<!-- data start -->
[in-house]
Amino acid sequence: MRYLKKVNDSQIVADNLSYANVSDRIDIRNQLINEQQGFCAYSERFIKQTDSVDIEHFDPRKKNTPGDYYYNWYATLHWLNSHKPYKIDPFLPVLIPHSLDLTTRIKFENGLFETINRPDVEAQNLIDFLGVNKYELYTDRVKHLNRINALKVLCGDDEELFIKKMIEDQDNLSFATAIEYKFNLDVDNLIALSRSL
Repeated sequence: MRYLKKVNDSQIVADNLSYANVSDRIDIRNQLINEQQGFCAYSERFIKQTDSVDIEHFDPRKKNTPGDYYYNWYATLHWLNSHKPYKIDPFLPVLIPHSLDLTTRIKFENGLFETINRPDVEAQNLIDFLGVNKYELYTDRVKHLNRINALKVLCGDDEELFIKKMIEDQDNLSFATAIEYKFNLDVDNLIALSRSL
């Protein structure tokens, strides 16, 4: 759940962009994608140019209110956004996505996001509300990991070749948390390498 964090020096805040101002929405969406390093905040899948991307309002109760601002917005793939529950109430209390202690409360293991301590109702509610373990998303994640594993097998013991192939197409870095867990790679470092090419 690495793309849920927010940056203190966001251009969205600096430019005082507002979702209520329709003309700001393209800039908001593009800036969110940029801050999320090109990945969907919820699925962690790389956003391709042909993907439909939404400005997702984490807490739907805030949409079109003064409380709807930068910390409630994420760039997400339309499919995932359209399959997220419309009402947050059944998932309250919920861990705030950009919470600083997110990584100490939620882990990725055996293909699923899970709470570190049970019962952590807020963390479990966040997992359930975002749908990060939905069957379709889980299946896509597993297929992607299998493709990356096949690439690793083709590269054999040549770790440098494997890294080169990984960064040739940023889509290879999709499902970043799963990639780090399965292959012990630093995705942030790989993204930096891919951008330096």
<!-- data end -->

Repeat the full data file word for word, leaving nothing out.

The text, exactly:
[in-house]
Amino acid sequence: MRYLKKVNDSQIVADNLSYANVSDRIDIRNQLINEQQGFCAYSERFIKQTDSVDIEHFDPRKKNTPGDYYYNWYATLHWLNSHKPYKIDPFLPVLIPHSLDLTTRIKFENGLFETINRPDVEAQNLIDFLGVNKYELYTDRVKHLNRINALKVLCGDDEELFIKKMIEDQDNLSFATAIEYKFNLDVDNLIALSRSL
Repeated sequence: MRYLKKVNDSQIVADNLSYANVSDRIDIRNQLINEQQGFCAYSERFIKQTDSVDIEHFDPRKKNTPGDYYYNWYATLHWLNSHKPYKIDPFLPVLIPHSLDLTTRIKFENGLFETINRPDVEAQNLIDFLGVNKYELYTDRVKHLNRINALKVLCGDDEELFIKKMIEDQDNLSFATAIEYKFNLDVDNLIALSRSL
């Protein structure tokens, strides 16, 4: 759940962009994608140019209110956004996505996001509300990991070749948390390498 964090020096805040101002929405969406390093905040899948991307309002109760601002917005793939529950109430209390202690409360293991301590109702509610373990998303994640594993097998013991192939197409870095867990790679470092090419 690495793309849920927010940056203190966001251009969205600096430019005082507002979702209520329709003309700001393209800039908001593009800036969110940029801050999320090109990945969907919820699925962690790389956003391709042909993907439909939404400005997702984490807490739907805030949409079109003064409380709807930068910390409630994420760039997400339309499919995932359209399959997220419309009402947050059944998932309250919920861990705030950009919470600083997110990584100490939620882990990725055996293909699923899970709470570190049970019962952590807020963390479990966040997992359930975002749908990060939905069957379709889980299946896509597993297929992607299998493709990356096949690439690793083709590269054999040549770790440098494997890294080169990984960064040739940023889509290879999709499902970043799963990639780090399965292959012990630093995705942030790989993204930096891919951008330096």